Está en la página 1de 11

Design of a RISC Microcontroller Core in 48 Hours

D. ulk 1(2)
1

M. Vasilko1

D. urakov2

P. Fuchs 2

Microelectronics Systems Research Group School of Design, Engineering & Computing, Bournemouth University Fern Barrow, Poole, Dorset BH12 5BB United Kingdom E-mail: M.Vasilko@computer.org
2

Faculty of Electrical Engineering & Information Technology Slovak University of Technology Ilkovicova 3, 812 19 Bratislava Slovakia

Abstract
In this paper we present a design case study using Handel-Ca recently developed programming language for compilation of high-level programs directly into FPGA hardware. The design is an 8-bit RISC microcontroller core with 33 instructions, prescaler and a programmable timer. Handel-C was used throughout the entire design and debugging flow. The RISC microcontroller design was implemented in on the XESS XS40 FPGA board with Xilinx XC4010XL FPGA . The overall design, including debugging, testing and the FPGA implementation was completed in less than 48 man-hours.

INTRODUCTION

Increasing performance and gate capacity of recent FPGA devices permits complex logic systems to be implemented on a single programmable device. Such a growing complexity demands design approaches, which can cope with designs containing hundreds of thousands of logic gates, memories, high-speed interfaces, and other high-performance components. One category of such design approaches are design methodologies based on languages derived from traditional programming languages such as C, Pascal, Java or others. These allow designers to use the familiar language syntax to develop hardware systems at high level. In this paper we present a design case study of a RISC microcontroller core, designed using a hardware compilation design flow. A C-like language called Handel-C is used for the hardware design. The goal of this work was to evaluate the feasibility of using Handel-C for rapid design and prototyping of microprocessors. In the following Section 2 we outline the architecture of the RISC microcontroller implemented in this design case study. Section 3 details the implementation methodology, including some real examples of Handel-C code used in the design and the overall project details. The paper concludes with a summary in Section 4.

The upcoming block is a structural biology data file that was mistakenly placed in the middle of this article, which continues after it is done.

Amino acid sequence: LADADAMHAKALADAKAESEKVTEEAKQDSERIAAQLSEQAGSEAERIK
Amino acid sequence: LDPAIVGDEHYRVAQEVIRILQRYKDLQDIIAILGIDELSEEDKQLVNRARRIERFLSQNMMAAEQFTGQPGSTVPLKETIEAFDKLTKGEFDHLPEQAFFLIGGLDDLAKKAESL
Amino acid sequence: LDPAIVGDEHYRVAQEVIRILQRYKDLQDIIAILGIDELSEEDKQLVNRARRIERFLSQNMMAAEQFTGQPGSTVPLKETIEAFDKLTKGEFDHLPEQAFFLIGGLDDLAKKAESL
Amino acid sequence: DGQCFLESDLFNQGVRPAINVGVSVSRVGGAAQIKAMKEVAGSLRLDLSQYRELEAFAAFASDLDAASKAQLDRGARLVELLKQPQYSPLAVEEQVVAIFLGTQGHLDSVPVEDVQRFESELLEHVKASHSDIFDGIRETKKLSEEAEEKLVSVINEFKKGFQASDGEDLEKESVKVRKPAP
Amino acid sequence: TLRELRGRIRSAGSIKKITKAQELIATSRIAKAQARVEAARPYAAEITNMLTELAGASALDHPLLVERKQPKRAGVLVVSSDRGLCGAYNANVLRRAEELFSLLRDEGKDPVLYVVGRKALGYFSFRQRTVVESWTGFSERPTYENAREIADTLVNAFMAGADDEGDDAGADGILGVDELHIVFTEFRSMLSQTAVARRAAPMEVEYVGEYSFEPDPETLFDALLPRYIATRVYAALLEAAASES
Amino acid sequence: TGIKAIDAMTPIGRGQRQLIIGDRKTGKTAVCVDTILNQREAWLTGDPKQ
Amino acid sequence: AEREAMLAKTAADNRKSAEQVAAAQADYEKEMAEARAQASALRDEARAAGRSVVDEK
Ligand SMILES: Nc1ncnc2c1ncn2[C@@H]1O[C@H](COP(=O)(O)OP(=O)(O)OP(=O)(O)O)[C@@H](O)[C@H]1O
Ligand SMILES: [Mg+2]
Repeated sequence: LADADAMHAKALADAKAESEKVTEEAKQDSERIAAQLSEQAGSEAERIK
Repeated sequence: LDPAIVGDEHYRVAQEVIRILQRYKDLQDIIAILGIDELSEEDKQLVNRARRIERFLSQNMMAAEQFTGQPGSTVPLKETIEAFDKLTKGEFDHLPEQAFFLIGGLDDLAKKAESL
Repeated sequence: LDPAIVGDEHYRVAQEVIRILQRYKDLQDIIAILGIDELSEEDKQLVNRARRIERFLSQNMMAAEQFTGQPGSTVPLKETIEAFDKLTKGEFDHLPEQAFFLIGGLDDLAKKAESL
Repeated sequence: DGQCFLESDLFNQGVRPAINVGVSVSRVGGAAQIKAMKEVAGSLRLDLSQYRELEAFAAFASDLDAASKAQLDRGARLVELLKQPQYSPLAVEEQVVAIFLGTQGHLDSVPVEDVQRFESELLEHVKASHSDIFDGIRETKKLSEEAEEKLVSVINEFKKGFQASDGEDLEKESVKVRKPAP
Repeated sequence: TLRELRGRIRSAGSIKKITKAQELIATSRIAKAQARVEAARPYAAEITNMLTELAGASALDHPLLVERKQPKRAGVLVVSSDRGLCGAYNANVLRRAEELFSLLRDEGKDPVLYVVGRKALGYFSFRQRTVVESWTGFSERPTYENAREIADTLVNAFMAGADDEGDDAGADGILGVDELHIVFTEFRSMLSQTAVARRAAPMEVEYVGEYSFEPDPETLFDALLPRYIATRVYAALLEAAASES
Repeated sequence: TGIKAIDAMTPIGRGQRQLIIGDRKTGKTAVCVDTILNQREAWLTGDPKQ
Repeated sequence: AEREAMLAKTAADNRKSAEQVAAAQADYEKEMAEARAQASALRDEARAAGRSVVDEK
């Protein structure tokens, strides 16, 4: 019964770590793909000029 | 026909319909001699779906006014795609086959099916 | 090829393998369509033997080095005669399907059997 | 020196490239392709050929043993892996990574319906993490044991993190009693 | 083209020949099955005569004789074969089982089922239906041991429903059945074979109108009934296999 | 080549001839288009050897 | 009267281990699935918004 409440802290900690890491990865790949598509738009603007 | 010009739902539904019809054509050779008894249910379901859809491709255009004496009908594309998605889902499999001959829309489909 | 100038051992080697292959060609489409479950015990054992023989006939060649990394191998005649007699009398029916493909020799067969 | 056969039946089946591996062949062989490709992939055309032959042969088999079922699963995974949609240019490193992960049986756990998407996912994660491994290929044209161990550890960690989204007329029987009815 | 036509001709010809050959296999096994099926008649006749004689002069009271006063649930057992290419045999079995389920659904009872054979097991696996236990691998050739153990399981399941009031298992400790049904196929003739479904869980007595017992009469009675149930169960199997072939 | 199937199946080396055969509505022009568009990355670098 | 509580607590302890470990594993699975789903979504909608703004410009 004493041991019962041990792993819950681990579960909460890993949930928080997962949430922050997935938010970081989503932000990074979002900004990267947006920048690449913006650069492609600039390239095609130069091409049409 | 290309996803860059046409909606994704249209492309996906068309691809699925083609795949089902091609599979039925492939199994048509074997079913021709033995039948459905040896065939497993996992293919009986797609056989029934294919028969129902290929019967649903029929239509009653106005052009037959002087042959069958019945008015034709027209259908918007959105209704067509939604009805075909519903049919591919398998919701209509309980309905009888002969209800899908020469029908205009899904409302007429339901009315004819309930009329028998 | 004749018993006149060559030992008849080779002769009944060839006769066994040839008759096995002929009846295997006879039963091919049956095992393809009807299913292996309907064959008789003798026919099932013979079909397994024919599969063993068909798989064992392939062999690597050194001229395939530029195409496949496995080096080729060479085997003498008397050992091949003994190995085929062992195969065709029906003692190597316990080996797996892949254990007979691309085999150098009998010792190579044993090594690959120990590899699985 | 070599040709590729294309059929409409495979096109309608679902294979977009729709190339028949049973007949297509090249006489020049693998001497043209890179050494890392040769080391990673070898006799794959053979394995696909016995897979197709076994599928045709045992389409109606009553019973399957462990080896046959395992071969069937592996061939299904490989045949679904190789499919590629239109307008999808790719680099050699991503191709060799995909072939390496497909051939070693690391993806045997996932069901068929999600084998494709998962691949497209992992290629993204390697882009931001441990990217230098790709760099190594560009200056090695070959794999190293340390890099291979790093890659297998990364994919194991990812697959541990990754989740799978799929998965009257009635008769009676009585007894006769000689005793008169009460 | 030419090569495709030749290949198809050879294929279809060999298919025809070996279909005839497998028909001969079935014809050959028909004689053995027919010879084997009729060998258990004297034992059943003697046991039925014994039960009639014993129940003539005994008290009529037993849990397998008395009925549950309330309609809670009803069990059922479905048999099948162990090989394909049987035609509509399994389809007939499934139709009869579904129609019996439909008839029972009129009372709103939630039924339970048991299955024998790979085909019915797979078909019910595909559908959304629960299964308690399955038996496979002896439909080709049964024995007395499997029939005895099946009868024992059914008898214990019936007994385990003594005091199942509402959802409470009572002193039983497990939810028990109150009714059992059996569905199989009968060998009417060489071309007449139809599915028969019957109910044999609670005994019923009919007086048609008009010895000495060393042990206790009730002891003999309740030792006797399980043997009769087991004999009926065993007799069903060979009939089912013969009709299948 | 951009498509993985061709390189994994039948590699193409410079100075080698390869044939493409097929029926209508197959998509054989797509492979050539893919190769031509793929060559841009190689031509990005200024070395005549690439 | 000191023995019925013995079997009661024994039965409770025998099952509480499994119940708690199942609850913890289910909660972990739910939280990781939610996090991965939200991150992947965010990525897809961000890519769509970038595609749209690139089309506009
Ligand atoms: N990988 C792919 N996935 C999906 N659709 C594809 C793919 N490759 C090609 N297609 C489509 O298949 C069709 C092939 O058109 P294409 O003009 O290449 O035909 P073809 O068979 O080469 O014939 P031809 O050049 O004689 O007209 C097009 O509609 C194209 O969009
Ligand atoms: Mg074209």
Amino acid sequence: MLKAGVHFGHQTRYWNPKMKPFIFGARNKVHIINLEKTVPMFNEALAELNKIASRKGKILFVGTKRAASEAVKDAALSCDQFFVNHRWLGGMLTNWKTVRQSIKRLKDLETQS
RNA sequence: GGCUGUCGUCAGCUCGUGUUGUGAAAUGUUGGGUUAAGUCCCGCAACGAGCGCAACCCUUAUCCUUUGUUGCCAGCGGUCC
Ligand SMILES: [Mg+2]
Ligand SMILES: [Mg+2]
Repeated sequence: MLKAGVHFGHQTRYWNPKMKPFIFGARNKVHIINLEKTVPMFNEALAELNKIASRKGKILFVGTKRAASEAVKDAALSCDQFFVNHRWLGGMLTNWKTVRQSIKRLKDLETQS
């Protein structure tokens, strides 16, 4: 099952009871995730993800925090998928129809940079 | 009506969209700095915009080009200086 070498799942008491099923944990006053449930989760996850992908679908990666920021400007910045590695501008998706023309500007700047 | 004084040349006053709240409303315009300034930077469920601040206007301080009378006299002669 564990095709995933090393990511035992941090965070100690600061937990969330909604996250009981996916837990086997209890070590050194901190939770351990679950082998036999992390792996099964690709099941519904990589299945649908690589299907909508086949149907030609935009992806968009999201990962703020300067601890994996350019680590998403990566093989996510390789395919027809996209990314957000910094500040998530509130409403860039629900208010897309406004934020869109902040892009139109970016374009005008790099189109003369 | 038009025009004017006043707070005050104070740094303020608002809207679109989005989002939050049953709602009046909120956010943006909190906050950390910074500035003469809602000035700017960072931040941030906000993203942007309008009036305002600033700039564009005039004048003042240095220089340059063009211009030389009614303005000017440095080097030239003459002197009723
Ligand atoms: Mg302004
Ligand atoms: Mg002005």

DESIGN ARCHITECTURE

A simplified architecture of the RISC microcontroller core implemented in this case study is shown in Fig. 1. The core uses Harvard architecture, where program memory and data

9
Program Memory 512 x 12bits Program Counter

Data bus

8
DIRR

Program bus

12

Stack[0] Stack[1]

Data Memory 25 x 8bits

GPIO

GP0 GP1 GP2/T0CKI GP3 GP4 GP5

Instruction register

Address MUX

Direct address

5
DPTR

8
Instruction decoder Power on Reset STATUS TMR0

MUX

ALU Timing

X register

VDD

VSS

Figure 1. RISC Microcontroller Core Architecture memory are accessed using separate dedicated busses. When compared to von Neuman processor architectures, the Harward architecture improves the bus bandwidth as in von Neuman architectures both program and data memory is being accessed through a shared bus. The RISC processor core provides an 8-bit ALU with a working register X. The ALU supports simple arithmetic operations, including addition, subtraction, shift and Boolean logic operations. Register X is an 8-bit working register used by ALU operations. The ALU provides also number of flags to indicate various conditions after performing the arithmetic operations. The supported flags include Carry, Digit Carry, and Zero. An 8-bit timer (TMR0) and an 8-bit prescaler module was provided as a part of the RISC microcontroller architecture. This is a fully programmable unit, which can work with either internal or external clock signals. In order to avoid development of dedicated compilation tools for this RISC microcontroller, the instruction set was designed to be compatible with the instruction set of one popular microcontroller family. 33 instructions are provided, implementing the variety of arithmetic, logic and branching operations. All instructions are executed in a single-cycle, except for program branching instructions, which take two cycles. Separating program and data memory allows instructions to be sized differently than the 8-bit wide data word. Instruction operation codes (opcodes) are 12-bits wide. The RISC microcontroller core can use both direct and indirect addressing to access its register files and the data memory. All special function registers including the program counter are mapped into the data memory. An illustration of the cores program and data memory map is shown in Fig. 2.